The US Preventive Services Task Force (USPSTF) recommends against COPD screening for people without signs or symptoms of the disease because it does not improve overall health. The task force says this is a “D” recommendation.
The agency says the recommendation is not for people who have signs or symptoms of COPD, were previously diagnosed with COPD, or who are at very high risk of COPD such as people with an inherited disorder that can cause COPD or workers exposed to certain toxins at their job.
COPD, the sixth leading cause of death in the United States, limits the airflow to a person’s lungs making it difficult to breathe. It has no known cure, but there are treatments available that manage symptoms of COPD.
“COPD is a serious condition that affects the health of many adults in the United States, but research continues to show it is not beneficial to screen people without symptoms for COPD,” says Task Force member Katrina Donahue, M.D., M.P.H. “The USPSTF does not recommend screening for COPD in people who do not have signs or symptoms of the disease because it does not improve their overall health.”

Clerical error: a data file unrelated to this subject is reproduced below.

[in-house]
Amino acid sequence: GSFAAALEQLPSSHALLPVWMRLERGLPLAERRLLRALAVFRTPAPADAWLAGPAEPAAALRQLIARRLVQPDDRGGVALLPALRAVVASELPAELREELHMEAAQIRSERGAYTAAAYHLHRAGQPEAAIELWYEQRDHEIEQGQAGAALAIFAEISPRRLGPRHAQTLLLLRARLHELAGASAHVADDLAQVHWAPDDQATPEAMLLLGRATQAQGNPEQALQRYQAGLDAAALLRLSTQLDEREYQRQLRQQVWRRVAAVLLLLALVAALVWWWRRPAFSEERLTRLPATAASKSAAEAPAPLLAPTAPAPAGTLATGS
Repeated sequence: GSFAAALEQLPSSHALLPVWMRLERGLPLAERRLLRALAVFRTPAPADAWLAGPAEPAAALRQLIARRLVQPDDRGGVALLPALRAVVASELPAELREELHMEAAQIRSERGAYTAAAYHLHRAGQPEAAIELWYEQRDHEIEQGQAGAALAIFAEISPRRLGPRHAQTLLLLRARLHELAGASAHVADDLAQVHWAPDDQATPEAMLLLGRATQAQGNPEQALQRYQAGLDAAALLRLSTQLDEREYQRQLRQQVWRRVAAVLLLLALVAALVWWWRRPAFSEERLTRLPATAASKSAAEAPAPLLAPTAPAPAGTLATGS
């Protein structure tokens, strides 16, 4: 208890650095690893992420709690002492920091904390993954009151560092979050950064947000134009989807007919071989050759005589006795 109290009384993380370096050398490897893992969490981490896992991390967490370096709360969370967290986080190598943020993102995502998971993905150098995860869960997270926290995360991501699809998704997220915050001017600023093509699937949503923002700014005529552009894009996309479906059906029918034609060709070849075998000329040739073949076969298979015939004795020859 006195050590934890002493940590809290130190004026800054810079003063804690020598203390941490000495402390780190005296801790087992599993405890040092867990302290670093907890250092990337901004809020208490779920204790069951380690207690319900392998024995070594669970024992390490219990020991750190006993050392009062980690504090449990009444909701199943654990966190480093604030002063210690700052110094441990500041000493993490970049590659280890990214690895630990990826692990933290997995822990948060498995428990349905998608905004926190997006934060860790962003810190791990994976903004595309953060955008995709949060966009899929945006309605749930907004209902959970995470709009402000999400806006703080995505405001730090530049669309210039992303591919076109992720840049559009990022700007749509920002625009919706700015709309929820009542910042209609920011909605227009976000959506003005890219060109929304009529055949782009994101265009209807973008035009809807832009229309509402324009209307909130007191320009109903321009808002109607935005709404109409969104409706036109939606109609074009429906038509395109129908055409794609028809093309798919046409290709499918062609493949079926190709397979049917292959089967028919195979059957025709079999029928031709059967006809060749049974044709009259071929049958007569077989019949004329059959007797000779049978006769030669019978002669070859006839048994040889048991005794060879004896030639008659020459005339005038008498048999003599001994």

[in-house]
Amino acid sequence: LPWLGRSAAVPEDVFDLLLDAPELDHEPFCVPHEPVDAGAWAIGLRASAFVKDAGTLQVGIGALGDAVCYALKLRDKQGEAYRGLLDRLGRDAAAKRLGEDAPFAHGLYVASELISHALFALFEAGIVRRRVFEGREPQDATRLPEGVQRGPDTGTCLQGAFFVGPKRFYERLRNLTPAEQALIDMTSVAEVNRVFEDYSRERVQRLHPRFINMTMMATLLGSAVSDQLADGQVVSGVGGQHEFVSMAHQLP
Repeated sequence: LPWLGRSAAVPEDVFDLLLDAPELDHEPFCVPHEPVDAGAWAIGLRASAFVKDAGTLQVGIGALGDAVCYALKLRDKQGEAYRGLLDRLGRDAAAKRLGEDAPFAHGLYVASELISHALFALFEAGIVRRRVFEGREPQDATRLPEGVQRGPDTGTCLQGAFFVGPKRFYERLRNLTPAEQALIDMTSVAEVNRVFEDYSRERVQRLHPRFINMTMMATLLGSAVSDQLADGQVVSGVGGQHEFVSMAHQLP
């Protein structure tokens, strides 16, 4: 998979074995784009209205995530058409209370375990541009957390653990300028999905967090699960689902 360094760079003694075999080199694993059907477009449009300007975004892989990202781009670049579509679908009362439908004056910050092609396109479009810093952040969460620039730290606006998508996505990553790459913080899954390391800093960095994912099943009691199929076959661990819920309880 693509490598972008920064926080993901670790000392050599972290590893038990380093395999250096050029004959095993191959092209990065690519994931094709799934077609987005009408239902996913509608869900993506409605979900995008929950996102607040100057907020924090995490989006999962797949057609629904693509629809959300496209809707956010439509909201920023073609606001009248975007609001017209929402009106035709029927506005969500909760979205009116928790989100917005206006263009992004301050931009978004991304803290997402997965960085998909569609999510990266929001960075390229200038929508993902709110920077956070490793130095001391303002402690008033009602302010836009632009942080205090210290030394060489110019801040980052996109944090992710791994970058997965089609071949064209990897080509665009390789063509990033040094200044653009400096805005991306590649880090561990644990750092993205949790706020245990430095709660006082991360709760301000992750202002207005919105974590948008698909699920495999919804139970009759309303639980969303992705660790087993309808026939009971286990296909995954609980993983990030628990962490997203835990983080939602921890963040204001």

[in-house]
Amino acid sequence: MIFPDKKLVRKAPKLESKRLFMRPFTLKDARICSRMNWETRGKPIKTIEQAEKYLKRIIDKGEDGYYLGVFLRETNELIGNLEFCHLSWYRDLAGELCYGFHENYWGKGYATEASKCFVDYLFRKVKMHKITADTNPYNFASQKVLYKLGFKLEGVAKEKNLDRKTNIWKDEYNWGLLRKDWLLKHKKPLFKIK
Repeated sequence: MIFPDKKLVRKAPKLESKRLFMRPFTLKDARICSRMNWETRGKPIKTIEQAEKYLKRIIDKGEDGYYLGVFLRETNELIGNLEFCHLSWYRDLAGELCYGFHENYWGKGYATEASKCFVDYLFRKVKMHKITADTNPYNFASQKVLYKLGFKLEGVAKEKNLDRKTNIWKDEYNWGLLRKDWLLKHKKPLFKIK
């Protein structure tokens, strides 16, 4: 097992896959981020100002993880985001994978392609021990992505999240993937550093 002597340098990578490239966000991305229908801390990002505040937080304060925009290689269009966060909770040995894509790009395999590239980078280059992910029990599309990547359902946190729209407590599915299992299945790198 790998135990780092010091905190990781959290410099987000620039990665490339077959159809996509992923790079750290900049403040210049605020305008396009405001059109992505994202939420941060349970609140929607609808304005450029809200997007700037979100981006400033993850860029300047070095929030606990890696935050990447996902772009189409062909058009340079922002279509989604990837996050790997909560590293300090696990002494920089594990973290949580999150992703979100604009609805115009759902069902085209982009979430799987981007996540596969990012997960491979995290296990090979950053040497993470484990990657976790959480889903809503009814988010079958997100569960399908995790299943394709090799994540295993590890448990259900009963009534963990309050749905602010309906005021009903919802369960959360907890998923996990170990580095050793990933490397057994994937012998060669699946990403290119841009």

Current and former smokers are at the highest risk of developing COPD. In addition, people frequently exposed to pollutants like secondhand smoke, traffic pollution, or toxic chemicals are also at risk for developing COPD.
“While screening for COPD in people without symptoms is not recommended, healthcare professionals can still help prevent their patients from getting COPD,” says Task Force chair Carol Mangione, MD, MSPH. “Most cases of COPD are caused by smoking, so it’s essential healthcare professionals support their patients, including young people, in not starting to smoke and helping those who do smoke quit.”
Patients should share any concerns they have about their breathing with their healthcare professionals. Healthcare professionals should also be alert to patients who have respiratory symptoms and use their clinical judgment to provide appropriate care.